Theodore has written compositions for Matina Megla’s Window, Vladan Nikolic’s film Bourek and he was commissioned to write a new, live score for Buster Keaton’s classic, 1928 silent comedy The Cameraman, which he and his band performed during  a screening at the Temple of Zeus. But interestingly enough, his sophomore album It Is But It’s Not, which was performed live at London’s Abbey Road Studio 2 has been his breakthrough effort as the accompanying performance video has amassed more than 2 million YouTube views — and as a result, the Greek composer, singer/songwriter and multi-instrumentalist has played sets at some of the world’s biggest festivals, including Reeperhbahn Festival, Eurosonic Nooderslag, Release Festival and SXSW. Adding to a growing profile, he has opened for Sigur Ros and DIIV, and has received praise from a number of major media outlets, including Clash Magazine, Music WeekTsugi, FGUK, Gaffa and Szene, as well as airplay from BBC Radio 6 Music’s Lauren Laverne. Oh, and I must add that “Towards (for what is to come)” is currently playlisted on NPR’s All Songs 24/7 and Germany’s Flux Passport Approved.

Theodore’s third, full-length album Inner Dynamics is slated for a November 2, 2018 release and the album finds him thematically looking inward to examine the dichotomies (and dualities) of his identity in order to seek new creative potential. “On It Is But It’s Not, I tried to explore how the opposite elements in the universe interact, how they fight and how without the one you can’t have the other.” Theodore says, adding, “For Inner Dynamics, I was trying to express my urge to connect the conscious and subconscious part of myself so I can be creative. It’s an understanding that humans are not just one thing, and they shouldn’t try to hide certain elements of their personality because society likes to put labels of who we are. It’s the different sides of my self that makes who I am.” Inner Dynamics‘ third and latest single “Disorientation” clocks in at a little over 6 minutes, and it finds Theodore’s sound nodding at dramatic film scores, Kid A and Amnesiac-era Radiohead-like atmospherics, Pink Floyd’s Wish You Were Here and Rush-like prog rock expansiveness, centered around Theodore’s yearning vocals and slick production.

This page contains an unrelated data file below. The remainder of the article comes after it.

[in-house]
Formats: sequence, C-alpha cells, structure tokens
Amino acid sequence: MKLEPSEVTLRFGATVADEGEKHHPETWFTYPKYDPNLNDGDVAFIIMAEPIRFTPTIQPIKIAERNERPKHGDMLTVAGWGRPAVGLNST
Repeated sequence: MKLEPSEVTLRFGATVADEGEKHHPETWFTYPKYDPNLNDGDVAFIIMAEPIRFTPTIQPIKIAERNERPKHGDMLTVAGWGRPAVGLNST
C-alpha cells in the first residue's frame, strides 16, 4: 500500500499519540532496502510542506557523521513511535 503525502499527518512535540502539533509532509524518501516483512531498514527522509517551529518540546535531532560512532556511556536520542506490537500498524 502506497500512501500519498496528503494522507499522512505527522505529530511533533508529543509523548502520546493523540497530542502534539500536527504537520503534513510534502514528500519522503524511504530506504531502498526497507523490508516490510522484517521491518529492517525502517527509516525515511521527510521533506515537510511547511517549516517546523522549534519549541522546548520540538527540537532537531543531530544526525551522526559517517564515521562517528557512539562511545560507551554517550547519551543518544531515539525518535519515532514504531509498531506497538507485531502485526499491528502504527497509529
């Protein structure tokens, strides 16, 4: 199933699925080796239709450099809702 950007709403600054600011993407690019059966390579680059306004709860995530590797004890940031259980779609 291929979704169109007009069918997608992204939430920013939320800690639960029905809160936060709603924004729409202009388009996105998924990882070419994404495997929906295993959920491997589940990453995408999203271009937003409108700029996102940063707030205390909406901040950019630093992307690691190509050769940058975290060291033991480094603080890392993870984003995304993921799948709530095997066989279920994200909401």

New Audio: Electric Citizen Releases a Black Sabbath-like New Single

With the release of 2014’s full-length debut Sateen, the Cincinnati, OH-based quartet Electric Citizen, currently comprised of husband and wife duo, Laura Dolan (vocals) and Ross Dolan (guitar), along with Nick Vogelpohl (bass) and Nate Wagner (drums), received attention across the blogosphere and elsewhere for a sound that’s indebted to Led Zeppelin, Black Sabbath, early 70s Rush and others. Building upon a growing profile, the band went on a busy schedule of touring both nationally and internationally with several renowned acts, including Fu Manchu, Wolfmother, The Budos Band, and Pentagram.

The Cincinnati heavy psych rock/heavy metal quartet’s sophomore effort, 2016’s sophomore effort Higher Time found the band expanding upon their sound, as they were crafting muscular and anthemic hooks around prog rock-like structures — within concise songs that typically clocked in at around 3 minutes or so. Additionally, the album found the band’s Lauran Dolan stepping up into more of a frontperson role, which was reflected in their live shows to support their sophomore effort, as she strutted, stomped and swaggered with a larger-than-life confidence. And unsurprisingly, the album was released to massive critical applause from the likes of Consequence of Sound, who placed it on their 20 Most Anticipated Albums of 2016.